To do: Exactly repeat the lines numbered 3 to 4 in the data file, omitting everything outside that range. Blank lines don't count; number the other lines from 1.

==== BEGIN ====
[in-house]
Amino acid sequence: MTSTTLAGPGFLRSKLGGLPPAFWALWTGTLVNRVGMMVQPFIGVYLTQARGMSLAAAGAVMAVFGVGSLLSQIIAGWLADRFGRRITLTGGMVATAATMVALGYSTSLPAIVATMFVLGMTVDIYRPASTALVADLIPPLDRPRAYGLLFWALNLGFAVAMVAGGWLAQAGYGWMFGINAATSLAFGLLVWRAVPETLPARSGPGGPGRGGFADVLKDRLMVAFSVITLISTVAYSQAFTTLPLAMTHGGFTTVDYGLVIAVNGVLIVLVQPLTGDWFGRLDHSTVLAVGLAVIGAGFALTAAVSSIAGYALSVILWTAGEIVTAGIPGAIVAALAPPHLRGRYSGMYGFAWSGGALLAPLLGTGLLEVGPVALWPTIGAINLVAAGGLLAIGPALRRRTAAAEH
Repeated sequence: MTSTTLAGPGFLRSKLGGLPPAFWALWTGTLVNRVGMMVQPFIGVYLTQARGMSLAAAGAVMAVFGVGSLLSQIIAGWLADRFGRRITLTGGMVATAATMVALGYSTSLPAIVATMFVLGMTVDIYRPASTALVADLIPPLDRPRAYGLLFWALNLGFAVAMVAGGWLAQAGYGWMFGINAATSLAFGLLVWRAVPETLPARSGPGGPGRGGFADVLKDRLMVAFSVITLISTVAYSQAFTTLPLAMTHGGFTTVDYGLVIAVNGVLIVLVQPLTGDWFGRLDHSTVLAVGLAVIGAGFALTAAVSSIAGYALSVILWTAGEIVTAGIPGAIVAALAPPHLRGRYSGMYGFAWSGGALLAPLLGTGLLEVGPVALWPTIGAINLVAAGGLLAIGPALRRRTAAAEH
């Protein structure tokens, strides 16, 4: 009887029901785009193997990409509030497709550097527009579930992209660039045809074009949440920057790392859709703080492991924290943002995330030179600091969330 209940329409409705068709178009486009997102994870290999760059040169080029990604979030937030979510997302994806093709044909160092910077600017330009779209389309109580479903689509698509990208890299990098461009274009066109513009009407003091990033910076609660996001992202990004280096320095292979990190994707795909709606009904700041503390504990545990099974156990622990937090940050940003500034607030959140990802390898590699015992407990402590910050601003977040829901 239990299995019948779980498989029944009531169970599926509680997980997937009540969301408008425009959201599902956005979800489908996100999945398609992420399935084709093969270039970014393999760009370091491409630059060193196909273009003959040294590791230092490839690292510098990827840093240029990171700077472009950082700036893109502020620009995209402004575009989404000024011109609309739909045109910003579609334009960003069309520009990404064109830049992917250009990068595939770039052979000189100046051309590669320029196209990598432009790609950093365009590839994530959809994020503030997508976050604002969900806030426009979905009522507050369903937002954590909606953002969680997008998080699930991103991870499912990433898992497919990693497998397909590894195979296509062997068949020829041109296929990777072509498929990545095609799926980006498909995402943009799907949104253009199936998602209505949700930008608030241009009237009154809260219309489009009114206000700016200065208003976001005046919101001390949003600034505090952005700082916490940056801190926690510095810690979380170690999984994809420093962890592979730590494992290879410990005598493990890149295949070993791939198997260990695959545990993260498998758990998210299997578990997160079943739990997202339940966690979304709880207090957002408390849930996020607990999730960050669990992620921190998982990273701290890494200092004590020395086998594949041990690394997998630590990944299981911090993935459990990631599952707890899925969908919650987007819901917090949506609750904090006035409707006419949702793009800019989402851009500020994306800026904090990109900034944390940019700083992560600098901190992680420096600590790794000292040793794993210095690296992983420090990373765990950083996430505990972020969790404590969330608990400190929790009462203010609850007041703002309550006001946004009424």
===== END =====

Repeated sequence: MTSTTLAGPGFLRSKLGGLPPAFWALWTGTLVNRVGMMVQPFIGVYLTQARGMSLAAAGAVMAVFGVGSLLSQIIAGWLADRFGRRITLTGGMVATAATMVALGYSTSLPAIVATMFVLGMTVDIYRPASTALVADLIPPLDRPRAYGLLFWALNLGFAVAMVAGGWLAQAGYGWMFGINAATSLAFGLLVWRAVPETLPARSGPGGPGRGGFADVLKDRLMVAFSVITLISTVAYSQAFTTLPLAMTHGGFTTVDYGLVIAVNGVLIVLVQPLTGDWFGRLDHSTVLAVGLAVIGAGFALTAAVSSIAGYALSVILWTAGEIVTAGIPGAIVAALAPPHLRGRYSGMYGFAWSGGALLAPLLGTGLLEVGPVALWPTIGAINLVAAGGLLAIGPALRRRTAAAEH
């Protein structure tokens, strides 16, 4: 009887029901785009193997990409509030497709550097527009579930992209660039045809074009949440920057790392859709703080492991924290943002995330030179600091969330 209940329409409705068709178009486009997102994870290999760059040169080029990604979030937030979510997302994806093709044909160092910077600017330009779209389309109580479903689509698509990208890299990098461009274009066109513009009407003091990033910076609660996001992202990004280096320095292979990190994707795909709606009904700041503390504990545990099974156990622990937090940050940003500034607030959140990802390898590699015992407990402590910050601003977040829901 239990299995019948779980498989029944009531169970599926509680997980997937009540969301408008425009959201599902956005979800489908996100999945398609992420399935084709093969270039970014393999760009370091491409630059060193196909273009003959040294590791230092490839690292510098990827840093240029990171700077472009950082700036893109502020620009995209402004575009989404000024011109609309739909045109910003579609334009960003069309520009990404064109830049992917250009990068595939770039052979000189100046051309590669320029196209990598432009790609950093365009590839994530959809994020503030997508976050604002969900806030426009979905009522507050369903937002954590909606953002969680997008998080699930991103991870499912990433898992497919990693497998397909590894195979296509062997068949020829041109296929990777072509498929990545095609799926980006498909995402943009799907949104253009199936998602209505949700930008608030241009009237009154809260219309489009009114206000700016200065208003976001005046919101001390949003600034505090952005700082916490940056801190926690510095810690979380170690999984994809420093962890592979730590494992290879410990005598493990890149295949070993791939198997260990695959545990993260498998758990998210299997578990997160079943739990997202339940966690979304709880207090957002408390849930996020607990999730960050669990992620921190998982990273701290890494200092004590020395086998594949041990690394997998630590990944299981911090993935459990990631599952707890899925969908919650987007819901917090949506609750904090006035409707006419949702793009800019989402851009500020994306800026904090990109900034944390940019700083992560600098901190992680420096600590790794000292040793794993210095690296992983420090990373765990950083996430505990972020969790404590969330608990400190929790009462203010609850007041703002309550006001946004009424």